2. Population growth in the developing world
    1. natural disaster in overpopulated areas
    2. Food issues - read Ishmael, current crises etc
    3. eventual shift of power to the developing world
  3. China hype overblown. Will crash, and then develop. Will have its own great depression. State lead industrialization is good only to a point, and that point is usually cars and electronics - see Japan for details.
    1. Chinese diaspora will/have take over from Japanese Keiretsu as dominant force in Asia
  4. Global warming - whether warming or cooling for the moment, it is certain humanity is having an impact, what that impact is, and how we are going to deal with it will be major challenges.
  5. Productivity enhancement
  6. Incomprehensible financial markets - a system of risk and risk management completely alien to retail investors.
  7. Technology and development
    1. a move away from fossil fuels
    2. the first fundamental changes to cars in 100 years
    3. always-on connectivity
    4. cloud computing
    5. enhanced reality
    6. targeted advertising
    7. data - data will become a new technological currency - the collection, mining and trading of data - a trend that will continue to blossom.

Olympics

If you have not checked this out, you need to:
http://trojangames.com/

The best of the best in the Olympics..

Burma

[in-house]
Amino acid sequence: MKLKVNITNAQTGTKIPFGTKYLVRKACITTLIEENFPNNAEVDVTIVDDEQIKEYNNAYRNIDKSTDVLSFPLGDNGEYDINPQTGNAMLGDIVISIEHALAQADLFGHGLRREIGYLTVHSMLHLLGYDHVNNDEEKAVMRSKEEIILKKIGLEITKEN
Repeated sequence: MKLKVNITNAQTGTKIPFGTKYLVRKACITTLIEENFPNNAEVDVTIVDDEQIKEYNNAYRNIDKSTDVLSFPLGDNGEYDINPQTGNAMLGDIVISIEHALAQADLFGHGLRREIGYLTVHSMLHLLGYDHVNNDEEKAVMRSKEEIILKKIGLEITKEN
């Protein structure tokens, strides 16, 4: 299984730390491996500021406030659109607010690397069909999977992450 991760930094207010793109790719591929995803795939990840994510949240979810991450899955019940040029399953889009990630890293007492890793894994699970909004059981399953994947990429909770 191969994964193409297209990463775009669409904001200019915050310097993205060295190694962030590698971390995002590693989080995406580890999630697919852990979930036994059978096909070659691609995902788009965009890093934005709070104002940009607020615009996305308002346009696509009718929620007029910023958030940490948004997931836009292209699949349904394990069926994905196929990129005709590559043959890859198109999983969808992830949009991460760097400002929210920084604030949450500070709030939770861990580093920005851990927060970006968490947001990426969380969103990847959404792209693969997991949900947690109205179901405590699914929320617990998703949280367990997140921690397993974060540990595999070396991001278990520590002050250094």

What a total sham of a country. In the middle of a humanitarian disaster where little has been done, aid has been withheld, and tens of thousands die, the 'generals' hold a popular referendum on a new constitution which guarantees their power and protection. Amazingly, turnout was 99%, and 92% of the population supported the changes! What a crock. Sadly, we live in a world where many nations appease such dictators. Is there a difference if 50,000 die because of the govt. withholding aid and acting completely inept, or the govt. kills 50,000 directly? I would say no.

All this is just so that Gen Than Shwe can keep up the charade of government. Any child could see past it, but most of the members of the UN recognize the dictatorship as legitimate.

Usually, dictatorships and highly controlled nations such as Cuba are relatively good at dealing with natural disasters, as there are no protections of personal freedom, and close ties to the military. In this case, the government is so useless they cant even do that.

Greatest Common Good - Ethical Question

Recently I read an article which begged a question.The article was on the 'uninsurables' a 1.5 million strong caste of American society who cannot get private health care, usually because of pre-existing conditions.
http://www.bloomberg.com/apps/news?pid=newsarchive&sid=a4BEIIi_OauQ
There is simply no reasonable market mechanism, as the costs are simply too high. Starting in the 80's, some states set up funds to provide healthcare for such individuals. In one such case--Oklahoma--there is a cap imposed of $500,000 for lifetime benefits.